“The state does a good job of not biting off more than it can chew when it comes to spending,” said Kyle Wingfield, president and chief executive of the Atlanta-based conservative think tank Georgia Public Policy Foundation. “The bond rating agencies believe the state is well-managed. It also reflects that we have a very stable fiscal environment.”

State government bond ratings give banks and other lenders a sense of whether a state or municipality can pay its debts. The higher the rating — AAA is the highest — the less chance of default. Georgia has had a AAA bond from the three major rating agencies — Fitch Group, Moody’s Investor Services and Standard and Poor’s — for more than 25 years. In addition to bragging rights, Georgia’s stellar credit rating allows the state to get the best possible rates when it goes to market to sell state bonds.

Tony West, deputy state director for Americans for Prosperity Georgia, agrees. “It’s an enviable position to be in,” West said. “It shows most of the country that we carefully manage the people’s money.”

As Georgia’s fiscal economist, Jeff Dorfman is one of Kemp’s key advisors. The state’s cautious money management is sacrosanct, he says.

“One thing that’s very important, and the governor insists on this, is it [spending the reserves] has to be a one-time thing,” Dorfman said. “We can’t take these extra monies and spend them on an annual recurring thing because then when the money’s gone, now you’re burdening the taxpayers and you’re gonna have to raise taxes to keep paying for that.”

Explains Dorfman, “That’s why we’re looking at water and sewer systems and rural broadband and a lot of things like that where we can pay upfront costs with the money we have now. If we can do infrastructure investments and lower our ongoing expense structure, this is our ultimate goal.”

Why It Matters

In August, the Georgia Budget and Policy Institute (GBPI), a liberal Atlanta-based nonprofit that analyzes tax policies and proposed budgets, released a report on the state’s record surplus. 

“The state has prioritized growing surplus accounts over funding for programs, services and workforce,” states the August 2 report, “With Record Surplus, Georgia Stands at a Crossroads Ahead of Pivotal Budget Session,” written by Kanso.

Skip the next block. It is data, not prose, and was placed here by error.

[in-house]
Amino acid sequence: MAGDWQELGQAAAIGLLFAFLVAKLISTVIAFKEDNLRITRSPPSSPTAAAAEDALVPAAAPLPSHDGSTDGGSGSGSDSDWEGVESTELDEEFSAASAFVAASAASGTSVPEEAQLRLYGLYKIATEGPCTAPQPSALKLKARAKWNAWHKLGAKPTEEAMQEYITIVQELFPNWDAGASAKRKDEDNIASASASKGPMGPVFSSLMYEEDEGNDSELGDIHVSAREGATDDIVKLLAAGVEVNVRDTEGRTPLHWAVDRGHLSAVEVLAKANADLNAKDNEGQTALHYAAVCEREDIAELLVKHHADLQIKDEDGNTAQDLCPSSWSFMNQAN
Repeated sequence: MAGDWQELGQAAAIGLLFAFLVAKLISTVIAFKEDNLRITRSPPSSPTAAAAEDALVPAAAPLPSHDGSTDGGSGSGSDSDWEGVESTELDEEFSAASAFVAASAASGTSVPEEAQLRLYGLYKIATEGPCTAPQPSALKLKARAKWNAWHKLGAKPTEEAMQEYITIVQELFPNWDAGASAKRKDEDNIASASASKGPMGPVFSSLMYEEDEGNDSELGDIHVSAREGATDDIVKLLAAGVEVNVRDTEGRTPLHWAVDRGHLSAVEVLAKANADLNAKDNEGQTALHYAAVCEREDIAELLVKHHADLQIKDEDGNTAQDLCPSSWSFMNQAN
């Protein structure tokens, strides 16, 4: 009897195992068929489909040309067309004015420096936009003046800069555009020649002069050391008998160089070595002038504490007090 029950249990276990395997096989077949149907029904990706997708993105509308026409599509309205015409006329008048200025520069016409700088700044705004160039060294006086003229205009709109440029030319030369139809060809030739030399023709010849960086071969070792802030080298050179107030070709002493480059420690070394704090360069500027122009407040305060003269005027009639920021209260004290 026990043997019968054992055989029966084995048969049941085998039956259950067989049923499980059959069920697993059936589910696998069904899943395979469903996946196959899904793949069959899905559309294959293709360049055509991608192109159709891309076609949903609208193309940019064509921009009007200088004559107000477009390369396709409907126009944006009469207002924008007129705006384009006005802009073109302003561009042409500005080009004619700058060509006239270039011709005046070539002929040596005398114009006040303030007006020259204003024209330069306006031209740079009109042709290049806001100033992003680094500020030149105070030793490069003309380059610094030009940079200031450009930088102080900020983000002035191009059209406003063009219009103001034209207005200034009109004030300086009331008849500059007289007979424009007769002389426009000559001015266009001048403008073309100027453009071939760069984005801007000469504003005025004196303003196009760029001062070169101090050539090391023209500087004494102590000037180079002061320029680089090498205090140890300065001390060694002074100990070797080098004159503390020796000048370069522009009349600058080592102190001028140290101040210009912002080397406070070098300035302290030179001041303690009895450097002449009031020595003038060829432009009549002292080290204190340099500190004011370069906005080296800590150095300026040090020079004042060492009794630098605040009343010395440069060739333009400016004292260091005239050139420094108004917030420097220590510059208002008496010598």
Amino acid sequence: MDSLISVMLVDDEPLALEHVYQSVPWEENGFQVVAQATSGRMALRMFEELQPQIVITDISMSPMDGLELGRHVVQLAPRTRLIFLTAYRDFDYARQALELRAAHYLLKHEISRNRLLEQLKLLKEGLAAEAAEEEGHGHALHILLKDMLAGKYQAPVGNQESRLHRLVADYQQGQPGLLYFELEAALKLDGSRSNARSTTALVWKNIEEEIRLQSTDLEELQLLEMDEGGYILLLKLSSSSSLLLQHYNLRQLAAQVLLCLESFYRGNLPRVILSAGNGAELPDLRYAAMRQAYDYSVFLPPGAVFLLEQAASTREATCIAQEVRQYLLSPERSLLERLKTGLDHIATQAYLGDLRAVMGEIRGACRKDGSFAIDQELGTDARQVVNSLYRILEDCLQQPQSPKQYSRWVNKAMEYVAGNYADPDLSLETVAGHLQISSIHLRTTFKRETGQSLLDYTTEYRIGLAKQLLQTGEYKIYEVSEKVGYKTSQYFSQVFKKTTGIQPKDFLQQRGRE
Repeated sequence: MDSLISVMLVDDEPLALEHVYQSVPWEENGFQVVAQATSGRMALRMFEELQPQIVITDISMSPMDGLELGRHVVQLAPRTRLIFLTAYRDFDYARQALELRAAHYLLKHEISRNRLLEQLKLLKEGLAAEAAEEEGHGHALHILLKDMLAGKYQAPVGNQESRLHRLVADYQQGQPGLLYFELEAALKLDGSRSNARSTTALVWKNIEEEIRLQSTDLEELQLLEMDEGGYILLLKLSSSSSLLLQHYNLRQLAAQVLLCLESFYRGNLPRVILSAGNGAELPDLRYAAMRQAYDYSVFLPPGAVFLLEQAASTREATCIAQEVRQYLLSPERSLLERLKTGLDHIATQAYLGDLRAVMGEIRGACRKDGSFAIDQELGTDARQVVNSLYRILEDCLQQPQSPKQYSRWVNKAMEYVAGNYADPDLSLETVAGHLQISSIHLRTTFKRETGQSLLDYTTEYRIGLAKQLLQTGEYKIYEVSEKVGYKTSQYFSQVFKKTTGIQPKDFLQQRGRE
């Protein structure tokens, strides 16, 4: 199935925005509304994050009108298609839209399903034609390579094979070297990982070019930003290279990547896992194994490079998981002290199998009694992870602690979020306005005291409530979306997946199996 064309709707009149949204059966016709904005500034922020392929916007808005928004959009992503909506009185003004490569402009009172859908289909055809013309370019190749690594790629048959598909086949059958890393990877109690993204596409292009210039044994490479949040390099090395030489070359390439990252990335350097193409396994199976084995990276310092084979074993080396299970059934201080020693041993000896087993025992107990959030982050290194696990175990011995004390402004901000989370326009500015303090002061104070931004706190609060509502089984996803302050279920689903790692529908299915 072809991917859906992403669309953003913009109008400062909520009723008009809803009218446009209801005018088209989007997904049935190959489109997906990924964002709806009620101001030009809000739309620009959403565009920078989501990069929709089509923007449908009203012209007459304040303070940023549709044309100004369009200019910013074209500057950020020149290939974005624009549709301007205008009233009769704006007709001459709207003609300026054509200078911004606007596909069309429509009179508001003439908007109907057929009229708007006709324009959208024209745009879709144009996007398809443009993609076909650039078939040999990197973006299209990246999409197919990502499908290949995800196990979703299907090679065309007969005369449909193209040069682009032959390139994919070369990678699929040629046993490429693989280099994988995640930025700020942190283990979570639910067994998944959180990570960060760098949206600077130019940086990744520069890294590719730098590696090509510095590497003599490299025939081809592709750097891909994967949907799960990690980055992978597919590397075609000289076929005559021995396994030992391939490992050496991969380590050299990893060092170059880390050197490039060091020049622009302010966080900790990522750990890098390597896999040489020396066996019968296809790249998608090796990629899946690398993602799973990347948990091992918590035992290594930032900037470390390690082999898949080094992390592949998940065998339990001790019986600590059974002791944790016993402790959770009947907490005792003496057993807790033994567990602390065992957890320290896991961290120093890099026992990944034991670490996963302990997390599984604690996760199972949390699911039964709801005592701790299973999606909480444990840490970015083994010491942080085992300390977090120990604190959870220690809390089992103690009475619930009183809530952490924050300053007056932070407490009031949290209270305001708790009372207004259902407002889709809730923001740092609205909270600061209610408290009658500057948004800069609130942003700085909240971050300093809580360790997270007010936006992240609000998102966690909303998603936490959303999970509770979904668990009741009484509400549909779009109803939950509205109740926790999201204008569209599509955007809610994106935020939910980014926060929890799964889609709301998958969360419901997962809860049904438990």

Even though Georgia is expected to see continued revenue growth, it continues to spend less per resident than it did before the Great Recession 14 years ago, Kanso wrote in the report. “Even after accounting for a potential economic recession and the effects of tapering federal spending, it appears that consecutive years of conservative revenue estimates have compounded such that Georgia could raise significantly more than it currently plans to spend in the upcoming year.” 

According to the report, in fiscal year 2023, Georgia plans to spend about  $1.3 billion less, or about $121 less per resident, than it did before the Great Recession, when Georgia’s budget was upended by spending cuts the state made in response to weakened revenue collections.

The report urged state leaders “to make long-deferred investments and make up ground lost to over a decade of austerity.

“This means that even if state revenue collections come in below the revenue estimate set by the governor, Georgia’s existing reserves are almost certain to be more than sufficient to cover the difference,” the report said.

When asked if Georgia is hoarding money, Kanso replied: “that remains to be seen in how we are going to adjust [the budget] in the upcoming legislative session.”

Former state lawmaker Eric Johnson sees it differently.

“You’ve got to be prepared to have some savings for your emergencies,” Johnson, former president pro tem of the state senate, told State Affairs. “The economy is booming now, but I’ve been through two downturns where we’ve had to cut and that’s a painful process. Look how long it took to get the education funding back up.